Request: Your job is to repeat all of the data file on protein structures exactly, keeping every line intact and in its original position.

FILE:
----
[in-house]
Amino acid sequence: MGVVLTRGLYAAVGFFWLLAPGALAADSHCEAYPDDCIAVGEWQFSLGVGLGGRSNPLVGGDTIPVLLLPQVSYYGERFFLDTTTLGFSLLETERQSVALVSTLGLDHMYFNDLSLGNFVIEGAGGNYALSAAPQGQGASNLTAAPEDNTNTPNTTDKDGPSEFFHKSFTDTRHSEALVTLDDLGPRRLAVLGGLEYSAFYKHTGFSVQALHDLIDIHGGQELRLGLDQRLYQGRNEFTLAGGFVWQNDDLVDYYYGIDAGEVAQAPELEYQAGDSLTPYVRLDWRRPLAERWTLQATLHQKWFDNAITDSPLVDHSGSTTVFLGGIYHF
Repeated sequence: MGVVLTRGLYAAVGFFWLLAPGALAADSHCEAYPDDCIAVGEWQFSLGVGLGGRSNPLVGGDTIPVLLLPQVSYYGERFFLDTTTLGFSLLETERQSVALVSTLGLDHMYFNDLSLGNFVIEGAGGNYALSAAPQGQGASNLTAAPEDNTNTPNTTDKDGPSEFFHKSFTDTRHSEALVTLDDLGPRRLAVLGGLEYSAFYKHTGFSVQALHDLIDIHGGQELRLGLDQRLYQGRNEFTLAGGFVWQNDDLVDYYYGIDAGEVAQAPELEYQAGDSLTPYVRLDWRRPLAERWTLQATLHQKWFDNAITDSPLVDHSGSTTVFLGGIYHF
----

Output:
[in-house]
Amino acid sequence: MGVVLTRGLYAAVGFFWLLAPGALAADSHCEAYPDDCIAVGEWQFSLGVGLGGRSNPLVGGDTIPVLLLPQVSYYGERFFLDTTTLGFSLLETERQSVALVSTLGLDHMYFNDLSLGNFVIEGAGGNYALSAAPQGQGASNLTAAPEDNTNTPNTTDKDGPSEFFHKSFTDTRHSEALVTLDDLGPRRLAVLGGLEYSAFYKHTGFSVQALHDLIDIHGGQELRLGLDQRLYQGRNEFTLAGGFVWQNDDLVDYYYGIDAGEVAQAPELEYQAGDSLTPYVRLDWRRPLAERWTLQATLHQKWFDNAITDSPLVDHSGSTTVFLGGIYHF
Repeated sequence: MGVVLTRGLYAAVGFFWLLAPGALAADSHCEAYPDDCIAVGEWQFSLGVGLGGRSNPLVGGDTIPVLLLPQVSYYGERFFLDTTTLGFSLLETERQSVALVSTLGLDHMYFNDLSLGNFVIEGAGGNYALSAAPQGQGASNLTAAPEDNTNTPNTTDKDGPSEFFHKSFTDTRHSEALVTLDDLGPRRLAVLGGLEYSAFYKHTGFSVQALHDLIDIHGGQELRLGLDQRLYQGRNEFTLAGGFVWQNDDLVDYYYGIDAGEVAQAPELEYQAGDSLTPYVRLDWRRPLAERWTLQATLHQKWFDNAITDSPLVDHSGSTTVFLGGIYHF